How Evelyn Yang's Me Too Moment Highlights the Ways in Which Society Mishandles Sexual Assault

This past week Evelyn Yang, a former executive at L’Oreal and the wife of presidential candidate Andrew Yang came out about her experience with sexual assault in a moving story on CNN. While her story is moving and striking at the same time, what stuck out to me were the responses to her story and the reality her story tells of the Judicial system.

The Story-

In 2012, while Evelyn was pregnant with her first child, she was groomed and sexually assaulted by her ob-gyn, whom she had trusted with her body and her child. Yang expressed how, as a pregnant woman, there are few resources when it comes to the medical side, other than your doctor; therefore, she and many other women don’t question their ob-gyn’s. For Yang, what started as inappropriate comments and unneeded appointments ended with her sexual assault. Like many victims of sexual assault, she attempted to compartmentalize her emotions and ended up reflecting shame onto herself. Months after the assault and birth of her child Evelyn ended up receiving a letter from her doctor's practice stating that he had left the practice. After looking up the doctor online, she discovered another woman had accused him, and thus Evelyn came forward, and so did a number of others. In the end, the doctor pled guilty on two of the nine charges against him, and as part of a deal, lost his medical license but was only registered as the lowest level sex offender.

The Problems-

The main problems which arise from this story come from both the response and the ending to her story. What Evelyn’s story illustrates is how even a man accused by 18 women on nine charges can get off easy, because it’s always a question of he said she said. This is also a commentary on the judicial system as Evelyn’s doctor was prosecuted by the same DA, which was lenient on Epstein and failed to prosecute Weinstein. While the legal system is supposed to protect and prosecute in many cases, including Evelyn Yang’s, nepotism, and patriarchal beliefs are so deeply embedded in our government and culture that justice is not served.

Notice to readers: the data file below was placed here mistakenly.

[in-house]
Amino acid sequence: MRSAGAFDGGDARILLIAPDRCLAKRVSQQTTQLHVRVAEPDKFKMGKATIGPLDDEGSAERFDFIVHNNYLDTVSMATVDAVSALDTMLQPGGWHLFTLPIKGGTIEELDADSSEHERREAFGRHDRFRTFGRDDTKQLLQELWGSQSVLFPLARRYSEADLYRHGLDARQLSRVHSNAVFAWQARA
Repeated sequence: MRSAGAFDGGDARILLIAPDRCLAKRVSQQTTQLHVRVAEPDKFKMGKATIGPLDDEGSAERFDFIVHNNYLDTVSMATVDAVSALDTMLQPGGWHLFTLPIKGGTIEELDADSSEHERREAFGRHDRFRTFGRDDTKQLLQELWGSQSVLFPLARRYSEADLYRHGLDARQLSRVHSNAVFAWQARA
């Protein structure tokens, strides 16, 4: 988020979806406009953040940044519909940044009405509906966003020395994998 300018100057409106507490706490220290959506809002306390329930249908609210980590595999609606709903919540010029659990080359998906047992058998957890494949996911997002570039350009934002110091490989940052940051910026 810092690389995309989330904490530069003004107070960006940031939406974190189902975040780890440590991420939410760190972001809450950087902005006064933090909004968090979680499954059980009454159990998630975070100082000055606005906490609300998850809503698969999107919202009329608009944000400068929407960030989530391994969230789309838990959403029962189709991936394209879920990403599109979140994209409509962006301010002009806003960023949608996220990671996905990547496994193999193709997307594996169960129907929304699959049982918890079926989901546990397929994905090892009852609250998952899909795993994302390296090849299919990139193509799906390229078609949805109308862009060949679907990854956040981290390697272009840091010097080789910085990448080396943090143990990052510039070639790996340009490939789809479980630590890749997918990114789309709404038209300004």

This is seen from the responses to Yang’s story, which question the truth in her statement and the reasoning behind it. Yang expressed in her interview how spending time with her husband on the campaign trail has both made her more comfortable with the media and allowed her to use her privilege to express her story. Despite this, many both in the professional press and through social media comments have questioned her motives in connection to her husband’s campaign. The problem with these sentiments is that in many cases of women coming forward about sexual assault and rape, their motives are questioned as a way to dismantle the message behind their accusations.

 It is hard enough to come forward about these issues due to the shame that's pushed on victims, yet now even strangers are questioning the victim's realities. Similarly, it is common in these situations for those with no experience to insert themselves and question the victim. One comment I frequently saw through the comments on articles on Yang, were people questioning whether or not it happened based on her reaction to the assault. Yang expressed how, while the main assault occurred, instead of screaming or running, she froze, like a dear in headlights, and instead tried to distract herself until it was over. Most people assume in the face of any assault they would defend themselves, yet the reality is you have no choice in your fight or flight response, many victims freeze up because it is a situation they are not prepared for. As a victim of physical assault, I know how hard it is to snap yourself out of the paralysis that takes over your body in the face of trauma because your body knows it is safer to freeze up until everything is over. At the end of the day, it can be hard to understand trauma if you have never experienced it, and no one should make assumptions about how they would react.

The Lesson-

Similar to other stories of sexual assault, Evelyn's shows us just how much our society needs to work on to adequately protect victims. By constantly questioning and assuming the worst, victims are only being re-traumatized, which undermines a government meant to serve and protect its people. This also extends to our culture, which is rooted in ignorance and privilege and consistently chooses the perpetrator over the victim. When our society and government get to a point where they believe and protect every victim, women and those without privilege will be able to live without fear. This idea extends past sexual assault to racially motivated crimes, domestic and child abuse, and many other forms of violence perpetrated on the underprivileged.